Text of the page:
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Duke hit by four major phishing scams

The Duke community should be wary of email links from unfamiliar addresses—even if they seem to be from Duke-affiliated groups.

A phishing attack last week marked the latest of four major cases since December that have sought to garner Duke NetIDs and passwords to send spam messages from the compromised email accounts, said Cara Bonnett, Office of Information Technology managing editor. Phishing is a form of online fraud designed to convince recipients to divulge personal data such as Social Security numbers and bank account information. Between 10 and 50 accounts of Duke staff, faculty, students and alumni were compromised in each of the four attacks.

“If you provide your account information to a nefarious website that is linked in a phishing message, your Duke account could be compromised—including your email,” Bonnett said. “The attacker could use these credentials to attempt to log into other services like Facebook or Gmail.”

People who followed the links from the messages and entered their Duke account information granted phishers access to their accounts, Bonnett noted. Phishers used the accounts to send thousands of spam emails to their contacts. At one point, 300,000 such spam messages were in the mail system.

The attack last week took form in two phony emails, according to a release from the Information Technology Security Office. One was sent from an account claiming to be the OIT help desk and attempted to trick Duke community members into submitting their NetID and password in order to validate their identity. The other phishing message was sent from a non-existent social media organization called Duke Collaborative Networks, which advertised a new form of social networking that would allow patrons to share professional resources.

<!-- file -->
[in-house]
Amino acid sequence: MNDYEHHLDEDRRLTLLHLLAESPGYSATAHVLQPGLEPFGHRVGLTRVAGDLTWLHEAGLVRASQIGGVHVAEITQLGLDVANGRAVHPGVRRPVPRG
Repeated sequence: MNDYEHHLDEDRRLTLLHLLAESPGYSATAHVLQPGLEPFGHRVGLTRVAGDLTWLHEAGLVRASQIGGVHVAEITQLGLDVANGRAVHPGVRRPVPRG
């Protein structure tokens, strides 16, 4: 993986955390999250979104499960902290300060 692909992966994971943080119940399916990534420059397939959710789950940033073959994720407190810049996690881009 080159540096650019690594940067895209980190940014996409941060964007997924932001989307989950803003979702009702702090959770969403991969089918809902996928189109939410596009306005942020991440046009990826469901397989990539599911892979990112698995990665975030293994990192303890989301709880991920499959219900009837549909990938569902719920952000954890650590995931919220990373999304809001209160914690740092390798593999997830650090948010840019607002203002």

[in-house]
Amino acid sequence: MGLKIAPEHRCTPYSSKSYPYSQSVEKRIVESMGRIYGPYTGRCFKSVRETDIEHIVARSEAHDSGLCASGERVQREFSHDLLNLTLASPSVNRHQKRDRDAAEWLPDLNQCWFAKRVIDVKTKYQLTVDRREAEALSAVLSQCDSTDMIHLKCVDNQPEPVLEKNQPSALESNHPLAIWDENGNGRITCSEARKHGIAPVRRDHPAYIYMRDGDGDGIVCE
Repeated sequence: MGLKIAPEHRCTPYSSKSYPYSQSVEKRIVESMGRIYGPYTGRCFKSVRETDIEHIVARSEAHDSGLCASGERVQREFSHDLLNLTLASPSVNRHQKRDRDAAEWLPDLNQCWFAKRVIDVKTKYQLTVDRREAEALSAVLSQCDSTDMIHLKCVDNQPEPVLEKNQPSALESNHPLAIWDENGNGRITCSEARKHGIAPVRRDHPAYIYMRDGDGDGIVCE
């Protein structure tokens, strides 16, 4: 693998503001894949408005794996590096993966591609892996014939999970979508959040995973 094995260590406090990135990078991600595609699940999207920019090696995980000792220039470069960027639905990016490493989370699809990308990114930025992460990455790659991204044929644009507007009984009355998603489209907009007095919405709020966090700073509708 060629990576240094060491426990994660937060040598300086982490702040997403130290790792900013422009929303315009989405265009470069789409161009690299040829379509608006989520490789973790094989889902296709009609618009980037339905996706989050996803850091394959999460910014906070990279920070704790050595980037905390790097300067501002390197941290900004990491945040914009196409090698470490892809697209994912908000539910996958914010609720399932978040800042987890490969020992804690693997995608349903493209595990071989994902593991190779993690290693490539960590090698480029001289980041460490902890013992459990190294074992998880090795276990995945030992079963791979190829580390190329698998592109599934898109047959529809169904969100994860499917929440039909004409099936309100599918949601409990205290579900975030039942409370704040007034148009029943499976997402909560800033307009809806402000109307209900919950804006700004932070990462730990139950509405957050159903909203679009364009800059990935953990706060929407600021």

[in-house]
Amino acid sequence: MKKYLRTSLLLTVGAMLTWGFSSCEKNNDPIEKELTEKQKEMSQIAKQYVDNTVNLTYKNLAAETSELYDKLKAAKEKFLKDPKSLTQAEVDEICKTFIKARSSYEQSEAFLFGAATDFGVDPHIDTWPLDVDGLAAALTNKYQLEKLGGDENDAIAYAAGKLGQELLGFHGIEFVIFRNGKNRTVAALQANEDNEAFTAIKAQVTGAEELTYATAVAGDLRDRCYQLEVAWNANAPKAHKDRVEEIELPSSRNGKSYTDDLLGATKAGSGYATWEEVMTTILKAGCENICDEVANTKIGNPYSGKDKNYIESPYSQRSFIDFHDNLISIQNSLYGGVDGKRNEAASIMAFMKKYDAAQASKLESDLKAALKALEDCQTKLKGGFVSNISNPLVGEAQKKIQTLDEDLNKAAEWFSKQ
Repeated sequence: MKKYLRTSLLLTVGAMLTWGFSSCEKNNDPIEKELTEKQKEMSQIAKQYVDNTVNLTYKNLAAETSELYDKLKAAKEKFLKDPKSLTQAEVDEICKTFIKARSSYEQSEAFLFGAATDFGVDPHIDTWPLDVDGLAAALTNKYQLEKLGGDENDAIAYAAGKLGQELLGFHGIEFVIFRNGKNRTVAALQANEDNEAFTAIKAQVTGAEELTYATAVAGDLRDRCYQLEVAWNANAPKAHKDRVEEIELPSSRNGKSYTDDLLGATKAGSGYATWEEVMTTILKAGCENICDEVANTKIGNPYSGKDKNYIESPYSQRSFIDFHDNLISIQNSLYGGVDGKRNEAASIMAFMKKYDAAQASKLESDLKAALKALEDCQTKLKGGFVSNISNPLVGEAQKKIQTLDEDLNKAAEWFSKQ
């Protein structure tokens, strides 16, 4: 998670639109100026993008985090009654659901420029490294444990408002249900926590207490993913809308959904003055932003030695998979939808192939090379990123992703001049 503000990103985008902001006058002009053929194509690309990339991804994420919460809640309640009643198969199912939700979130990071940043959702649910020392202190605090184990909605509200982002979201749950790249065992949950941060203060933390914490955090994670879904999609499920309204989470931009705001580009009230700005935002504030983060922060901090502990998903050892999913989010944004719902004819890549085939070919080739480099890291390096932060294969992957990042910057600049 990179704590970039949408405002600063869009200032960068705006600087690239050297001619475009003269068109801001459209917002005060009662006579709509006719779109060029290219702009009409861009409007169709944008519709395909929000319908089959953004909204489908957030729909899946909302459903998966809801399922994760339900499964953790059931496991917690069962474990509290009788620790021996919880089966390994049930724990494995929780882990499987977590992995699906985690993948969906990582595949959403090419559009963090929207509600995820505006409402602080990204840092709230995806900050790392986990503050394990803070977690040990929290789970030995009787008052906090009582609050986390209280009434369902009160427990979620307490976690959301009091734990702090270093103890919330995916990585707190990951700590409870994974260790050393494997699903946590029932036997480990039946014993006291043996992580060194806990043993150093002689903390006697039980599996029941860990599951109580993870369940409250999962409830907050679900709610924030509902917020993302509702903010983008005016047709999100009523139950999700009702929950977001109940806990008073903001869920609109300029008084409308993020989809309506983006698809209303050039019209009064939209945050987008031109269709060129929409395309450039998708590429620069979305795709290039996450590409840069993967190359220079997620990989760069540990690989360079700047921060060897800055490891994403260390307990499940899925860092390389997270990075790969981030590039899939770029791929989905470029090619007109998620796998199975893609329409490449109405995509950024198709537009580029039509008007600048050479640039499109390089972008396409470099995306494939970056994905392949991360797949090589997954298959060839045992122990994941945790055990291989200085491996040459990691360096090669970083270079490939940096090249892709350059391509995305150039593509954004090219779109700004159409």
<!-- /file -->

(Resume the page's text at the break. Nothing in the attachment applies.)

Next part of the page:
Bonnett added that some phishing messages can install malware—malicious software that can steal financial information and gain access to bank accounts.

Freshman Dan Sykora, whose email account was compromised in the most recent phishing attack, said that all of his most recently messaged contacts—including his academic adviser, friends and people outside of the Duke community—received spam messages from his account.

“There were two emails sent out from my account when it was hijacked—one to the people I most recently emailed and one to those who most recently emailed me,” he said. “The second email sent out contained a link to a sex dating website, and one of the recipients was a Pratt [School of Engineering] dean, so that was very embarrassing.”

Sykora said he cleared out his entire inbox and outbox and changed his password in order to protect against any other unwanted tampering of his account, adding that he issued an apology email to the affected contacts.

OIT is actively implementing cutting-edge measures to combat phishing attacks in the Duke community, Bonnett said. But phishers change their tactics and messages often, which could result in some emails getting through the University’s security measures.

“For the most part, the mail system blocks or eliminates a significant amount of such messages,” she noted.

Bonnett added that if a Duke faculty, staff or student account is compromised, Duke locks the account until the affected person can be contacted and assisted in resetting his or her account password. To avoid the issue of phishing in the first place, people should be very careful when dealing with emails from unknown senders.

“Remember that Duke—and all valid companies or organizations—will never ask for your password or account information in an email,” she said.

As OIT is addressing phishing, they are also working on improving Duke’s Wi-Fi network, she added. Last Wednesday, major renovations were done to the network to improve its performance.

“OIT was responding to network alarms... that suggested issues with the Wi-Fi network,” she noted. “We took corrective measures to both block potentially harmful traffic and add resources.”


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